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Conjunctions

Conjunctions

Conjunctions are linking words which join together two phrases. In English these are words like ‘and’, ‘because’, ‘although’ and ‘but’. There are coordinating and subordinating conjunctions.

Coordinating conjunctions

Here are the most common coordinating conjunctions:

Useful vocabulary: coordinating conjunctions

Coordinating conjunction Translation
und And
oder Or
denn Because
aber But
sondern But (instead/rather)

When you use these conjunctions, they join together two clauses of a sentence just like they do in English.

Examples

  • Ich liebe ihn. Er liebt mich nicht -> Ich liebe ihn aber er liebt mich nicht (I love him but he doesn’t love me)
  • Willst du ausgehen? Sollen wir zu Hause bleiben? -> Willst du ausgehen oder sollen wir zu Hause bleiben? (Do you want to go out or should we stay at home?)
  • Er treibt viel Sport. Er möchte abnehmen -> Er treibt viel Sport denn er möchte abnehmen. (He does lots of sport because he wants to lose weight)
  • Ich werde fernsehen. Ich werde* Chips essen -> Ich werde fernsehen und Chips essen.* (I’m going to watch TV and eat crisps)
  • Ich gehe nicht ins Kino. Ich gehe* zum Park -> Ich gehe nicht ins Kino sondern zum Park.* (I’m not going to the cinema but rather to the park.) (Better: I’m going to the park rather than the cinema.)

Notice that when the same verb is used twice you can drop the second one from the longer sentence – just like in English.

Subordinating conjunctions

Here are the most common subordinating conjunctions:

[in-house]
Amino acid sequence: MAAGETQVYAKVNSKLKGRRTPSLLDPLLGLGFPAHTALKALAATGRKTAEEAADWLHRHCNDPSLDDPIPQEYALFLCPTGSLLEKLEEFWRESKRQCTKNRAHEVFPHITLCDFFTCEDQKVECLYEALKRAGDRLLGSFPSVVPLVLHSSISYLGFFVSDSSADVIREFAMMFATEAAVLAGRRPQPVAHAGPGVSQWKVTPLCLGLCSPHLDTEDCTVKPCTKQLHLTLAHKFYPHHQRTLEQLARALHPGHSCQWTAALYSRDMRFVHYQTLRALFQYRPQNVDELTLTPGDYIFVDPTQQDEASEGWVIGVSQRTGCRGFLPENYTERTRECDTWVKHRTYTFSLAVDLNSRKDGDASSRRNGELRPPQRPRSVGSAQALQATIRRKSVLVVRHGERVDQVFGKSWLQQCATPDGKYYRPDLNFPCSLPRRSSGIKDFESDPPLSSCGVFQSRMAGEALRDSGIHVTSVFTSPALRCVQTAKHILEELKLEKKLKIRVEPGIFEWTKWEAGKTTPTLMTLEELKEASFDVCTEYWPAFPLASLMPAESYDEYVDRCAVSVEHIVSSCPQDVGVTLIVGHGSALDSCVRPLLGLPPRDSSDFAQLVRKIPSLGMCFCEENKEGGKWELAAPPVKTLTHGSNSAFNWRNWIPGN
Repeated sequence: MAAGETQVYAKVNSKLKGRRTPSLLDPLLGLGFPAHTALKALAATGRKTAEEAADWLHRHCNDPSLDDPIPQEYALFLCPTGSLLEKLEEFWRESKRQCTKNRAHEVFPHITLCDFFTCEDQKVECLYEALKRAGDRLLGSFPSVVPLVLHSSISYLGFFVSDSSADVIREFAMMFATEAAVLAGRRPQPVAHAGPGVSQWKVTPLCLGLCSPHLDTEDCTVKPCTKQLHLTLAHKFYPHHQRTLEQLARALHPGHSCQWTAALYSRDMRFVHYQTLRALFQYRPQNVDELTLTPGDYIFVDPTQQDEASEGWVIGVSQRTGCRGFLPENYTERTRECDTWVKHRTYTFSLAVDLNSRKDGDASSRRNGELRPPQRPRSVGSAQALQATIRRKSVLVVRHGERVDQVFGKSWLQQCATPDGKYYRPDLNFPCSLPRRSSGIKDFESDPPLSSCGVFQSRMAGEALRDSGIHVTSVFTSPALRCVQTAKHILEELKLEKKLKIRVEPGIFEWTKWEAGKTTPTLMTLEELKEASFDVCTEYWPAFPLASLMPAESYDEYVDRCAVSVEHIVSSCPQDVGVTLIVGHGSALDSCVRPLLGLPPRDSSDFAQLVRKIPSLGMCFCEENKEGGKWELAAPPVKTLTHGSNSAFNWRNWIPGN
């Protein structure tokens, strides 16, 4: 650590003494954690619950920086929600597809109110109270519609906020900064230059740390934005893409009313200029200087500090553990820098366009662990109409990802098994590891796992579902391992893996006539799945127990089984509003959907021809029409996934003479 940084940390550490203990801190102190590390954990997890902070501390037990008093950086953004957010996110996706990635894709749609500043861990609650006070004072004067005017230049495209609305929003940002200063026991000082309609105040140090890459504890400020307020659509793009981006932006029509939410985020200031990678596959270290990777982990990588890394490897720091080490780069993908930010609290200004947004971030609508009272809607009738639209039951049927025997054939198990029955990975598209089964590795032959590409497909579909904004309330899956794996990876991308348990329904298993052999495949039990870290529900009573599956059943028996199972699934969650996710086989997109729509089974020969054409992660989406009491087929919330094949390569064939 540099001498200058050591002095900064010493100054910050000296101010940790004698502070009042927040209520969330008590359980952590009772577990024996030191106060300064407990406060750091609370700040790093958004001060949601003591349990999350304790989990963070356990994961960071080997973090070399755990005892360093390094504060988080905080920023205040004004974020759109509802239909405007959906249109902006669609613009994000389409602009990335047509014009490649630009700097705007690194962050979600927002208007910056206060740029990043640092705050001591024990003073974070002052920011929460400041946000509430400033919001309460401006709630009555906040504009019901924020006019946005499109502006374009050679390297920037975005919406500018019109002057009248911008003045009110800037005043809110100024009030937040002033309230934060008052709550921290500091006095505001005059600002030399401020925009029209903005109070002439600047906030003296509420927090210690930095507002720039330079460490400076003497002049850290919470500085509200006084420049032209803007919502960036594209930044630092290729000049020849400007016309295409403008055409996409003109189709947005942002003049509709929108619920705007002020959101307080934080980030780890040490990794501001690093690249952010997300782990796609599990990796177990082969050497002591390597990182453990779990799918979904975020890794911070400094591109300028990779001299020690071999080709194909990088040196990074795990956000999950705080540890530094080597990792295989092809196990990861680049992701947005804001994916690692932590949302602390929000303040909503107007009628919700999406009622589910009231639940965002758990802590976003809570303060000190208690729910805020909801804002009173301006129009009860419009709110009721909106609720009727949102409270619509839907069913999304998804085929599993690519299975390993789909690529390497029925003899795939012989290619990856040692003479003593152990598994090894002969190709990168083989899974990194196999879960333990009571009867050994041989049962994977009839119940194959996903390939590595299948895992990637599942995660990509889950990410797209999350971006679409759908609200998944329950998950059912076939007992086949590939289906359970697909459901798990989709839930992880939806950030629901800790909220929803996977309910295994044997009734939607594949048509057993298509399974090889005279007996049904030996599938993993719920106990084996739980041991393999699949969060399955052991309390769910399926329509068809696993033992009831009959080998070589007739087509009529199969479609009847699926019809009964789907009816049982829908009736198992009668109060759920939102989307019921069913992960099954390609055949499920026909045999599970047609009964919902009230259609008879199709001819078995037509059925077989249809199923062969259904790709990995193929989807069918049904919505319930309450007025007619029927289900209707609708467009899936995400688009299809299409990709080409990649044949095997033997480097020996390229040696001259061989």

Useful vocabulary: subordinating conjunctions

Subordinating conjunction Translation
weil because
dass that
obwohl although
wenn if/whenever
ob if/whether
warum why
während while
bevor before
seitdem since
nachdem after
solange as long as
so dass so that

Subordinating conjunctions are more difficult to use but they are very common and very useful. They always follow the same pattern.

Word order after subordinating conjunctions

After a subordinating conjunction the verb is sent to the end.

Examples of the verb moving to the end

  • Ich gehe ins Kino. Ich möchte Finding Nemo sehen.
  • Ich gehe ins Kino, weil ich Finding Nemo sehen möchte.
  • (I’m going to the cinema because I want to see Finding Nemo)
  • Ich bin sicher. Ich habe meinen Reisepaß.
  • Ich bin sicher, dass ich meinen Reisepaß habe.
  • (I’m sure that I have my passport)

The subordinating conjunction doesn’t have to be in the middle. It can be at the start as in these English sentences:

Examples of the verb at the start

  • I’m going skiing although I’ve hurt my knee.
  • Although I’ve hurt my knee, I’m going skiing.
  • Wir sind in London. Ich möchte Buckingham Palast besichtigen.
  • Während wir in London sind, möchte ich Buckingham Palast besichtigen.
  • (While we’re in London I want to see Buckingham Palace).
  • Du gehst ins Bett. Du sollst dir die Zähne putzen.
  • Bevor du ins Bett gehst, sollst du dir die Zähne putzen.
  • (Before you go to bed, you should clean your teeth).

Notice how the verb in the second part has also moved – to the front of its clause. This is because of the ‘verb comes second’ rule.

The first clause is acting as the first idea in the sentence, so the verb from the second clause has to move forward to be the second element in the sentence.

Common mistakes made by English speakers

  • Not sending the verb to the end after subordinating conjunctions.

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